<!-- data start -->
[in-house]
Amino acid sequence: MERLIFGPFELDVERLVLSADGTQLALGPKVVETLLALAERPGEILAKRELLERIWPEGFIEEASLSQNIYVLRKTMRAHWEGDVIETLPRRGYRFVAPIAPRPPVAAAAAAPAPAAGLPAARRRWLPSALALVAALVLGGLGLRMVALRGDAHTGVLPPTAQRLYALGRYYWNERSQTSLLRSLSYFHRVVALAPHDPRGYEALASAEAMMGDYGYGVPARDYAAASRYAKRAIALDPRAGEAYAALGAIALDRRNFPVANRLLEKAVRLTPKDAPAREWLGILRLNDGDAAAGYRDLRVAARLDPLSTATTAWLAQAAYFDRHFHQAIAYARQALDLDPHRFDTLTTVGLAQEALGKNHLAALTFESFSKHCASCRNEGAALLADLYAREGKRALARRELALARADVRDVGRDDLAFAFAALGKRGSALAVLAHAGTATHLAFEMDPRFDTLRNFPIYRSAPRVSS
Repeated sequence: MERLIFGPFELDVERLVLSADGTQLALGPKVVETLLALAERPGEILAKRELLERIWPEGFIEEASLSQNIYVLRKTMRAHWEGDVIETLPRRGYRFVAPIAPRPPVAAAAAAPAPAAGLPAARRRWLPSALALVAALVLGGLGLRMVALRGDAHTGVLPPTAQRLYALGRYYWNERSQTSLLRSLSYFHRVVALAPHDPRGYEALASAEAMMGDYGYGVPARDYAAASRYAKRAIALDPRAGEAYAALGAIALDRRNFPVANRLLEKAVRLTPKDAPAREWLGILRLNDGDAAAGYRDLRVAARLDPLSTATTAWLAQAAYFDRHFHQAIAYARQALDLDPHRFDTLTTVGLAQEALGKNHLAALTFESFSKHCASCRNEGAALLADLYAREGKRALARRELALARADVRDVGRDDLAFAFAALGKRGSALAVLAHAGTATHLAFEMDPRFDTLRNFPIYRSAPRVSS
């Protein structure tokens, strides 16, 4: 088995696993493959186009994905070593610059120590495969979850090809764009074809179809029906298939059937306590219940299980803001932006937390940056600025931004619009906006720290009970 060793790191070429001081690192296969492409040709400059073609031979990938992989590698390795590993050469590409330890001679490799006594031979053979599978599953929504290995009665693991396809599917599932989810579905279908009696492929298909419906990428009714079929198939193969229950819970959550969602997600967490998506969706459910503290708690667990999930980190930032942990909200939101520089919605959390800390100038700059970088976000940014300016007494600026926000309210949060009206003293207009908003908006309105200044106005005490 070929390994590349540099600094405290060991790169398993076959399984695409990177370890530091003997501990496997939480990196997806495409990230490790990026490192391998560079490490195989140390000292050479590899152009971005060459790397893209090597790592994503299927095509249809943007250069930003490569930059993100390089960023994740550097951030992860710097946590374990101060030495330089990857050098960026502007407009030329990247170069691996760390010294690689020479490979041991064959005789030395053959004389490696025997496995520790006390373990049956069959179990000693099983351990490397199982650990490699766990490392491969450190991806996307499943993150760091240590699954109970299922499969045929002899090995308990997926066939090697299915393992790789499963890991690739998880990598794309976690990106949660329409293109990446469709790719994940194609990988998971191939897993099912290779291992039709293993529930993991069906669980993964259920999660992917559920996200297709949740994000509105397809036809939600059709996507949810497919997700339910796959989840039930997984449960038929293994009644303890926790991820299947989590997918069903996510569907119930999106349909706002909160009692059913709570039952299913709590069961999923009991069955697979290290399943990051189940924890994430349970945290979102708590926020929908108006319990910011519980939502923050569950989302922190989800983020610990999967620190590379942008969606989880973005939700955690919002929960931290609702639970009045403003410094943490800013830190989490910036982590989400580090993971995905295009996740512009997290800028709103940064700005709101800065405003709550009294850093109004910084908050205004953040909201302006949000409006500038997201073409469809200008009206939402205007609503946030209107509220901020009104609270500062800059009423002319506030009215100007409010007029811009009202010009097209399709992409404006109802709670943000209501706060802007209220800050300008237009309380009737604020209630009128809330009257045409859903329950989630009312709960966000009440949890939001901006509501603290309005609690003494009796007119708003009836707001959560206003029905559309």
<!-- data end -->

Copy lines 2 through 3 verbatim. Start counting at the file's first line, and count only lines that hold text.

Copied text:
Amino acid sequence: MERLIFGPFELDVERLVLSADGTQLALGPKVVETLLALAERPGEILAKRELLERIWPEGFIEEASLSQNIYVLRKTMRAHWEGDVIETLPRRGYRFVAPIAPRPPVAAAAAAPAPAAGLPAARRRWLPSALALVAALVLGGLGLRMVALRGDAHTGVLPPTAQRLYALGRYYWNERSQTSLLRSLSYFHRVVALAPHDPRGYEALASAEAMMGDYGYGVPARDYAAASRYAKRAIALDPRAGEAYAALGAIALDRRNFPVANRLLEKAVRLTPKDAPAREWLGILRLNDGDAAAGYRDLRVAARLDPLSTATTAWLAQAAYFDRHFHQAIAYARQALDLDPHRFDTLTTVGLAQEALGKNHLAALTFESFSKHCASCRNEGAALLADLYAREGKRALARRELALARADVRDVGRDDLAFAFAALGKRGSALAVLAHAGTATHLAFEMDPRFDTLRNFPIYRSAPRVSS
Repeated sequence: MERLIFGPFELDVERLVLSADGTQLALGPKVVETLLALAERPGEILAKRELLERIWPEGFIEEASLSQNIYVLRKTMRAHWEGDVIETLPRRGYRFVAPIAPRPPVAAAAAAPAPAAGLPAARRRWLPSALALVAALVLGGLGLRMVALRGDAHTGVLPPTAQRLYALGRYYWNERSQTSLLRSLSYFHRVVALAPHDPRGYEALASAEAMMGDYGYGVPARDYAAASRYAKRAIALDPRAGEAYAALGAIALDRRNFPVANRLLEKAVRLTPKDAPAREWLGILRLNDGDAAAGYRDLRVAARLDPLSTATTAWLAQAAYFDRHFHQAIAYARQALDLDPHRFDTLTTVGLAQEALGKNHLAALTFESFSKHCASCRNEGAALLADLYAREGKRALARRELALARADVRDVGRDDLAFAFAALGKRGSALAVLAHAGTATHLAFEMDPRFDTLRNFPIYRSAPRVSS